And what I think a lot of the community doesn’t know is [that] there’s been ongoing dialogue with the mayor, the FOP and BPOA. Just in recent days and recent weeks, they’ve expressed their concerns. The mayor’s been open to that and understands. That process will continue. I don’t see the mayor cutting off any forms of communication with anyone regarding this. I have conversations with them, and I express my concerns. I think that’s important. You’ve got to be able to communicate. I think if I had a strong point, if I had to say, I think [it would be] my ability to communicate with everyone, not just with officers but with citizens, people in local or state or federal government. I think I can communicate with anyone.
Now that you’ve been here for over 100 days, has your impression of Little Rock changed at all? Has anything surprised you?
[It’s a] very warm city. It’s a very receptive city. People here are not afraid to tell you what’s on their mind, you know where you stand, and what I like is people will give you an opportunity here to be successful. I don’t think anyone wants anyone to fail here; I think everybody wants you to be successful, or the majority of the city, they want you to be successful. But they’ve welcomed me just like I was born and raised here.
And I’m very familiar with Little Rock. I’ve not lived here, but I’ve [been] here for conferences, and I know people here. So that’s what was really intriguing about this job, already kind of knowing about the city, and it’s everything that I thought it would be. It’s not a bad city. I think the city gets a lot of bad publicity based on what happened 20 [or] 30 years ago, but the current state of Little Rock is amazing. The growth, the current state of this department is amazing. The willingness to be proactive and find better ways to be proactive, and now we’re seeing the department welcoming more external relationships. I think it’s everything that I thought it would be. I haven’t seen anything that’s surprising.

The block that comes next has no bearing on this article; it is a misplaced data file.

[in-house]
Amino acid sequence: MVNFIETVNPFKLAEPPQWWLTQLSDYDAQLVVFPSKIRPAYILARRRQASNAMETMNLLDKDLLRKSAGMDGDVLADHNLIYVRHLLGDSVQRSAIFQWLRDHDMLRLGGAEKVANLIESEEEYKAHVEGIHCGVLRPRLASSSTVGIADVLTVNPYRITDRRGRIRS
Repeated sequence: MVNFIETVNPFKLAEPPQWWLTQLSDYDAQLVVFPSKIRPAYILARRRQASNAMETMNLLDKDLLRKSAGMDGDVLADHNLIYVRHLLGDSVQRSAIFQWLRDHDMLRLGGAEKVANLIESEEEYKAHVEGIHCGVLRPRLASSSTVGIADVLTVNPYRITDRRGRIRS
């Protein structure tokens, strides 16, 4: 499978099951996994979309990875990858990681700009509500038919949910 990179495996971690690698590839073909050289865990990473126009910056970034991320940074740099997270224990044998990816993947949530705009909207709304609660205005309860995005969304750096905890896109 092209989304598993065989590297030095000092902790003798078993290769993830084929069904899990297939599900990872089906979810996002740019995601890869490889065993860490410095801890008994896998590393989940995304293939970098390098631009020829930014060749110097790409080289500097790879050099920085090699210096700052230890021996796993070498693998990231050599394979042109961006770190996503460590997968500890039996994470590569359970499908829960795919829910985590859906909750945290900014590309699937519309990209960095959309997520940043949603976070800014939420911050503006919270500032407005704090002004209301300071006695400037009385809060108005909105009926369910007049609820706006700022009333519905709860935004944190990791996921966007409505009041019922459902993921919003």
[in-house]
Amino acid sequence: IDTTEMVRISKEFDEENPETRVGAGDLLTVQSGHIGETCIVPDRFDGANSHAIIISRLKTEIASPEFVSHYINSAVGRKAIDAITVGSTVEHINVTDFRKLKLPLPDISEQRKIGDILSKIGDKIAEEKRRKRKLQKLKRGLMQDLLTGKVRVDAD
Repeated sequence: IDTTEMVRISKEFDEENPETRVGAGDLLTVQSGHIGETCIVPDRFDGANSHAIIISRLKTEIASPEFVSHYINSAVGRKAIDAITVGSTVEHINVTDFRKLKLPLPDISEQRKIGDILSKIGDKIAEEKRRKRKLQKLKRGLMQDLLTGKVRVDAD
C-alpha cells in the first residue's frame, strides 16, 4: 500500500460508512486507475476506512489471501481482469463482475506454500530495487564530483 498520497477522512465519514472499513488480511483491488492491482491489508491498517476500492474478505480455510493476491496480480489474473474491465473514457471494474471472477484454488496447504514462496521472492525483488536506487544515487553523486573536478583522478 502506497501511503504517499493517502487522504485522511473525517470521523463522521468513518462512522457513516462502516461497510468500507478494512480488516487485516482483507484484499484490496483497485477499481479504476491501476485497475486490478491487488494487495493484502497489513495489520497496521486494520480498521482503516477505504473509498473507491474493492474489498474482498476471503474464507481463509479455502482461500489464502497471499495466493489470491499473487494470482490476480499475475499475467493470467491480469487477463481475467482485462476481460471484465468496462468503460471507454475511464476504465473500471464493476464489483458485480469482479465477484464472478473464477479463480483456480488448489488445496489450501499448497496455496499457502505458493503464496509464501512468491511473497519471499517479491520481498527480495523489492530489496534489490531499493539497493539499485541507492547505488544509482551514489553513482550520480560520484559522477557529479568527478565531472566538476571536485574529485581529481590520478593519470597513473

As far as what are things that I’d like to see improved, I think the technology. I think we’ve got to update the technology, or we have to stay in tune with technology. I think also, we’ve got to continue to recruit top-notch citizens. I would love for every academy class that we have to have the entire class be Little Rock residents. Unfortunately, that doesn’t happen. That’s just not going to happen in law enforcement, where you’re going to have a class full of your local citizens. But I think when people see how professional our organization is, we’re attracting a better candidate. So I’m excited. My first Little Rock graduation will occur next Friday, and I’m excited about that. Then we start an academy on the 19th of August. It’s been really good to promote some really qualified supervisors. I was able to promote two captains and several lieutenants, and several sergeants in the last couple of weeks, so that’s really exciting for them and for our department.
Something we talk about in our … [meetings] is our 80 percent clearance rate in our homicides, which is really unheard of. The clearance rate is arrests — once you make an arrest, you clear that case. …That’s a key. We’re putting bad people in jail, we’re continually looking for ways to continue to increase our footprint in the city when it comes to preventing violence and just lowering crime. We’ve got a 6 percent decrease in violent crime right now, and that’s a good thing. So we’re going to continue to build from that.
So when you mention technology, is that updating computer systems? Is that making sure you guys are using the latest equipment? What’s the status with the body cameras, which the department has issued Requests For Proposals for?
Yes, to all of the above. [With] body cameras, that’s a priority. We’re just waiting to see if we receive the grant we applied for that would assist us in purchasing the body cameras. I have not run into any officers in the department that are against that. We already have video technology in each patrol car, so this is just an additional tool. So we’re excited about that. We’re looking at maintaining Shot Spotter, other technology, so yeah, it is all of the above when it comes to having the technology to help us be a better department and to be cutting edge.
Anything to add that I didn’t ask you about?
I like the media here.
I think y’all are giving me a fair shot. I think with [LRPD Spokesman] Lt.[Michael] Ford, he’s established that relationship, and the media’s been great. We’re not going to always agree, but they’ve been very respectful.